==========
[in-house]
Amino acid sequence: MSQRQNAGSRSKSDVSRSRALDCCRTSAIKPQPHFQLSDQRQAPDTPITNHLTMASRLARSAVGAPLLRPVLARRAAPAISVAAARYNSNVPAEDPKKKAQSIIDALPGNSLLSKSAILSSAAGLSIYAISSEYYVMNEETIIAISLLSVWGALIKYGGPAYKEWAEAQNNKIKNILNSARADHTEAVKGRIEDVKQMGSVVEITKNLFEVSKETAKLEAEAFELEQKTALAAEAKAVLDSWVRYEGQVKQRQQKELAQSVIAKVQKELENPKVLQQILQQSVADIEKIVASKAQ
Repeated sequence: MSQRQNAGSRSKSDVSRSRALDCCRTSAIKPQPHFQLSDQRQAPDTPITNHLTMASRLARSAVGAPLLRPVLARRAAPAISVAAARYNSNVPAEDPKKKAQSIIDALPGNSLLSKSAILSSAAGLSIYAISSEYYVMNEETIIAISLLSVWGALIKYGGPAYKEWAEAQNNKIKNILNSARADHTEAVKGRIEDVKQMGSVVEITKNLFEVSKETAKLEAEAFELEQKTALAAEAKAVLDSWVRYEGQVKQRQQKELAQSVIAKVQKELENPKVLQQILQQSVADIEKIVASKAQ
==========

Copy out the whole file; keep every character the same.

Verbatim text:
[in-house]
Amino acid sequence: MSQRQNAGSRSKSDVSRSRALDCCRTSAIKPQPHFQLSDQRQAPDTPITNHLTMASRLARSAVGAPLLRPVLARRAAPAISVAAARYNSNVPAEDPKKKAQSIIDALPGNSLLSKSAILSSAAGLSIYAISSEYYVMNEETIIAISLLSVWGALIKYGGPAYKEWAEAQNNKIKNILNSARADHTEAVKGRIEDVKQMGSVVEITKNLFEVSKETAKLEAEAFELEQKTALAAEAKAVLDSWVRYEGQVKQRQQKELAQSVIAKVQKELENPKVLQQILQQSVADIEKIVASKAQ
Repeated sequence: MSQRQNAGSRSKSDVSRSRALDCCRTSAIKPQPHFQLSDQRQAPDTPITNHLTMASRLARSAVGAPLLRPVLARRAAPAISVAAARYNSNVPAEDPKKKAQSIIDALPGNSLLSKSAILSSAAGLSIYAISSEYYVMNEETIIAISLLSVWGALIKYGGPAYKEWAEAQNNKIKNILNSARADHTEAVKGRIEDVKQMGSVVEITKNLFEVSKETAKLEAEAFELEQKTALAAEAKAVLDSWVRYEGQVKQRQQKELAQSVIAKVQKELENPKVLQQILQQSVADIEKIVASKAQ